MORE SO THAN a novel, possibly due to its autobiographical nature, Sonallah Ibrahim’s Ice reads like a diary. Each chapter is narrated in the first person, and rarely exceeds two pages. The prose (translated by Margaret Litvin) is, for the most part, impressionistic, and the text mostly consists of telegraphic annotations of daily encounters and circumstances. As the fictional account of a lifelong Marxist’s stay in the promised land of communism, Ice indeed feels cold, almost detached. Hardly any emotional shade or political enthusiasm arise from its pages. The author chronicles his everyday life matter-of-factly in Soviet Moscow, with most of his attention accorded to women. Their anatomical features are described in meticulous yet graceful details, never vulgar. Concisely, he manages to impress on paper the rousing thrill of an unexpected encounter. “I liked her eyes when she smiled: full of humour, mischief, intelligence, and joy,” he writes of an Armenian woman met through a common friend.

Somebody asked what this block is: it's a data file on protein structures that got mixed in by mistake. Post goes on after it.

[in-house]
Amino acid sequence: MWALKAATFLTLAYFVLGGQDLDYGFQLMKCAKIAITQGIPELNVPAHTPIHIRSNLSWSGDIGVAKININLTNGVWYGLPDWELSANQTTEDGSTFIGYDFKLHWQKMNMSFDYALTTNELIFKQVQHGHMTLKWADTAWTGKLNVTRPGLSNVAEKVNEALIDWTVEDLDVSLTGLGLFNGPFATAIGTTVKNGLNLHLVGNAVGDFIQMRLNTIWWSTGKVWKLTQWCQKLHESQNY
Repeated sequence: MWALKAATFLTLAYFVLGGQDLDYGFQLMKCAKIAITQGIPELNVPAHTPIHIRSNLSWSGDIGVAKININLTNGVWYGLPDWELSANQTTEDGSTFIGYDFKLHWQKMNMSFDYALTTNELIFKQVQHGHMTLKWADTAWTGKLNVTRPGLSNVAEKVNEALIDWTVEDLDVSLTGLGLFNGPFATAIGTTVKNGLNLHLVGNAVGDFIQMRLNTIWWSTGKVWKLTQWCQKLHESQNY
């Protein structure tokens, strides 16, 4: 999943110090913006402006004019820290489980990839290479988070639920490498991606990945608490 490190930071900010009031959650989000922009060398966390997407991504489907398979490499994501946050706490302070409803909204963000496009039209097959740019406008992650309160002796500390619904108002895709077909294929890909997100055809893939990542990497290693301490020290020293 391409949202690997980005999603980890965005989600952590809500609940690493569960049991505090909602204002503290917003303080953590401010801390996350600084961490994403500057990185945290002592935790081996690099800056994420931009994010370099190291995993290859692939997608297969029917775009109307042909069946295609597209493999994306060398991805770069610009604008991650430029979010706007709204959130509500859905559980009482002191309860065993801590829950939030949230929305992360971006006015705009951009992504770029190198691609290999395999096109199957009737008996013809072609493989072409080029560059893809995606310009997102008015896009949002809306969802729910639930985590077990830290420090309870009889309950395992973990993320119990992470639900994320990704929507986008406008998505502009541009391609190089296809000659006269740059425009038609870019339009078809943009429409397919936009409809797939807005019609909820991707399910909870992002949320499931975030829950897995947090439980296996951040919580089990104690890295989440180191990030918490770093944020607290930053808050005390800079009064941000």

At the same time, the narrator doesn’t shy away from the less romantic aspects of a man’s sexual life, from his prostate problems to the awkward frost that can at times seal an unsuccessful liaison. Though fervidly enticed by them, the unnamed protagonist never seems to find an anchorage. His emotional vagrancy pulls him from one woman to another with no discernible direction. He is struck by a passage from Thornton Wilder that may allegorically account for his indistinct fixation: “This love — of which poets make so fine a show — is nothing but the desire to be loved and the necessity in the wastes of life to be the fixed center of another’s attention.” The one person whose attention he craves is Zoya, a married woman under the spell of his “handsome German” roommate, Hans. In her, the main character seems to find something more than a passing attraction, though unrequited. The dorm (obshchezhitie) of the unnamed institute where the protagonist studies is the main stage onto which the narrative unfolds, occasionally interrupted by forays into the outside world to pay visit to a friends’ place, or to go for a walk to a restaurant or movie theater. Interestingly, there is hardly any mention of his academic routine. (In real life, Ibrahim had attended the All-Union State Institute of Cinematography, VGIK. As for his fictional alter ego, it is altogether unclear what exactly he is studying.)